Friday evening’s most enjoyable production of Johann Strauss Jr.’s classic operetta, Die Fledermaus — the first of a four-performance run — turned out to be a delightful affair, marking a new emphasis on opera training and performance at the College of Charleston.

The school’s fresh attention to opera is by design. The School of the Arts added David Templeton to its distinguished faculty just this year, as director of opera. And he’s already making a difference. There are plenty of gifted singers at the college, given the school’s robust vocal and choral programs. If this production is any indication, Templeton is already leading them in some interesting new directions. I’m told he’s also an exceptional baritone. I’m looking forward to hearing him in an upcoming CSO concert.

Die Fledermaus and I go way back: I first saw it as a wonder-struck boy of twelve in Vienna, the operetta’s hometown. I’ve since seen several productions in places like Munich and Washington, D.C. But despite the glitz and glamor that a real opera house (with established singers and an orchestra in the pit) have brought to the piece, I found the college’s production to be quite spirited, accomplished, and entertaining. It was the second time I’ve heard it done in English.

Sure, this production’s “orchestra” was a mere piano — but they were blessed to have Irina Pevzner at the keyboard. She’s one of Chucktown’s most versatile and hardest-working pianists, and she did her usual great job. Not all of the voices were of true operatic dimensions or quality. After all, it was a shoestring college effort. But none of the singers failed to bring musical pleasure to their listeners — or to enliven their roles with some pretty good acting — to include plenty of comedy.

To begin, the scenario was shifted from Vienna to modern-day Charleston. Several scenes and characters made the transformation ring true. The lead roles were all well-filled. As Adele, the sneaky chambermaid, soprano Henriet Fourie sparkled non-stop. She delivered her tricky coloratura arias with skill, sweet sound and bubbly personality; she did much to keep us laughing, too. And to think, she started out here primarily as a piano student five years ago. It’s been a real treat to watch her blossom into such an accomplished vocalist.

The other soprano standout was Cameron Ulmer in the similarly demanding role of Rosalinda Eisenstein: Adele’s boss, and the wife of the male protagonist. She had somewhat meatier vocal fare to contend with, like her big “Czardas” aria (a frequent feature in Viennese operetta) in her masked appearance as a mysterious Hungarian countess. She threw herself into it with assured abandon and a glorious top end. Just give her a few years to settle into her lower range and watch this gifted young lady go.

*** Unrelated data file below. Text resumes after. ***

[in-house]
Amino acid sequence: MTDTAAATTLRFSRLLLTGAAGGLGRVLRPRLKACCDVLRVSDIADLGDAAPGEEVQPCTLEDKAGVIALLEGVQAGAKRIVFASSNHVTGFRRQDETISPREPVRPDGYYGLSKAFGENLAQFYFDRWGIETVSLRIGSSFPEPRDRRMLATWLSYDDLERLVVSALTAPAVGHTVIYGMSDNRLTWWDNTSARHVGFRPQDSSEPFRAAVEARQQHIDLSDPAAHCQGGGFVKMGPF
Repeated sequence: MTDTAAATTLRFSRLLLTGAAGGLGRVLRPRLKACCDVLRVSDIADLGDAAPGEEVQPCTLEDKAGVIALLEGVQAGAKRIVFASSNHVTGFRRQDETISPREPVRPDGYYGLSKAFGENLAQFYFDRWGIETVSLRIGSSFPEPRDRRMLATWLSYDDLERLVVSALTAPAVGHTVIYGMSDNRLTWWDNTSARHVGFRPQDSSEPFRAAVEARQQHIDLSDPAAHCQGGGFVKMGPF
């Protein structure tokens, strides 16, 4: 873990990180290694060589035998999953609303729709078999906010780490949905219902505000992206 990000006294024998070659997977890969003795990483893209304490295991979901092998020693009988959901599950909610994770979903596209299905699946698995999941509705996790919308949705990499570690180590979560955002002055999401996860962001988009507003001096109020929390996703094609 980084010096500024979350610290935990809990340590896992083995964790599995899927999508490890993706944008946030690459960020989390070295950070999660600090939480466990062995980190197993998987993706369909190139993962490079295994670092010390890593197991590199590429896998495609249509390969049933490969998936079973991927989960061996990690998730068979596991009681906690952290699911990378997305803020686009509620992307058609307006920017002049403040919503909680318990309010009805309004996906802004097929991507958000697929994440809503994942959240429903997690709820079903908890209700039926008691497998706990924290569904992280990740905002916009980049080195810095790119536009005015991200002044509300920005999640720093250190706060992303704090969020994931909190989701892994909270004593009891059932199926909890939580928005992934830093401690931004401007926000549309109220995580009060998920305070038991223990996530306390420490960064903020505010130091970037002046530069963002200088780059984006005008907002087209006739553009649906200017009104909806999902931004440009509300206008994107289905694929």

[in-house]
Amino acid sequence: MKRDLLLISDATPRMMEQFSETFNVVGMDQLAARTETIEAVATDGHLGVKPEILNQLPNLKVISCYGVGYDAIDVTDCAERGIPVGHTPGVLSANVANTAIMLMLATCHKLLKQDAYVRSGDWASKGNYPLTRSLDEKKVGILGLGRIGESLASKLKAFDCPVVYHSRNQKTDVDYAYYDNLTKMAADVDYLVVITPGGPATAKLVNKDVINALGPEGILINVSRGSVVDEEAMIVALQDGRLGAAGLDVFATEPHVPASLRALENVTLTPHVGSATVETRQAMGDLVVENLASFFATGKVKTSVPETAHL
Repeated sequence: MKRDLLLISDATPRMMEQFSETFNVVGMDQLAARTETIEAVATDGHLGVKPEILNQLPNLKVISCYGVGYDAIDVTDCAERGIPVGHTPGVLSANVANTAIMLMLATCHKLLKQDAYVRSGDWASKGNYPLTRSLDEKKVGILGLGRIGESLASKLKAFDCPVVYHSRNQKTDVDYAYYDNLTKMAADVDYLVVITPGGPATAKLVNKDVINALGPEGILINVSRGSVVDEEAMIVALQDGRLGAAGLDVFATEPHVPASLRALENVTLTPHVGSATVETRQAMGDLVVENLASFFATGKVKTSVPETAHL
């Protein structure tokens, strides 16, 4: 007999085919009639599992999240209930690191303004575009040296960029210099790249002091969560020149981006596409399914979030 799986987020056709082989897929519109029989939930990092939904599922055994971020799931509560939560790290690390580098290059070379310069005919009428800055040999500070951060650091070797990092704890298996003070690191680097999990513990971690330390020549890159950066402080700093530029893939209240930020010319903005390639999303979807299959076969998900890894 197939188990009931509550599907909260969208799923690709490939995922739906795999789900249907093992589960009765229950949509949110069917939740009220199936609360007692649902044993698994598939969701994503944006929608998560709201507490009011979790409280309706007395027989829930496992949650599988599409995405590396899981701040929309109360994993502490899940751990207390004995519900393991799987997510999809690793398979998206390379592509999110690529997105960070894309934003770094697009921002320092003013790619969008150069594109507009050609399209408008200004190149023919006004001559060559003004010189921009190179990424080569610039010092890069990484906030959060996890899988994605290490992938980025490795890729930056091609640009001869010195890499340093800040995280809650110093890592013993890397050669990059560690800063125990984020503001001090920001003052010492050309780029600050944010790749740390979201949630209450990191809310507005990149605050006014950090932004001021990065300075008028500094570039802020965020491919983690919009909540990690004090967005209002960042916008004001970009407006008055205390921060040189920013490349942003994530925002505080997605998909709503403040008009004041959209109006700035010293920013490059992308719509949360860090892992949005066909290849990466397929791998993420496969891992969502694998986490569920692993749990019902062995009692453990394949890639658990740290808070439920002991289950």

Why have I never heard Janelle Lentz’s rich, molten contralto before? She sang the pants role of Prince Orlovsky, the terminally bored Russian dandy — bringing it off with burnished tone and the prescribed sense of deadly ennui.

Jonathan White, as the aristocrat-cum-jailbird Gabriel von Eisenstein, employed his versatile tenor to great effect. With a voice honed by years in one of America’s best college choirs, he can make his instrument do many things ­— to include making the rafters ring when he feels like it, as he did here. And his inherent goofy streak made him a natural for the part.

As the egotistical and dim-witted Alfred, tenor Ben Pulsifer offered perhaps the most operatic vocal sound of the evening’s men — plus many moments of clueless comedy. Dr. Falke — the cheerfully determined perpetrator of the tangled revenge scheme that comprises the work’s wacky plot (par for the course in operetta) was nicely sung by baritone Joseph Ford.

Among the lesser roles, Danny Egli did well as the prison warden, and Elise Darrow pleased as Sally. But the non-singing role of Officer Frosch, the final act’s tipsy jail attendant, was especially well-filled by Jim Alexander (who also has an attractive tenor voice when given the chance to use it). His slapstick antics and artfully contrived hicksville drawl kept us in stitches. Graham Bridges — who excelled as Mr. Blind, the stuttering lawyer — was slated to switch roles with Alexander in later performances. I wish I’d gotten the chance to see him (another natural clown) in action as Frosch.

The supporting chorus sounded terrific — and no wonder: many of them are members of the College’s nationally recognized concert choir. The various solo ensembles went (mostly) quite smoothly — thanks to Templeton’s steady conducting from his front-row seat next to the piano. It’s about time a seasoned opera coach got to work with these young artists. Their efforts made for solid entertainment. I intend to monitor CofC’s future operatic efforts.

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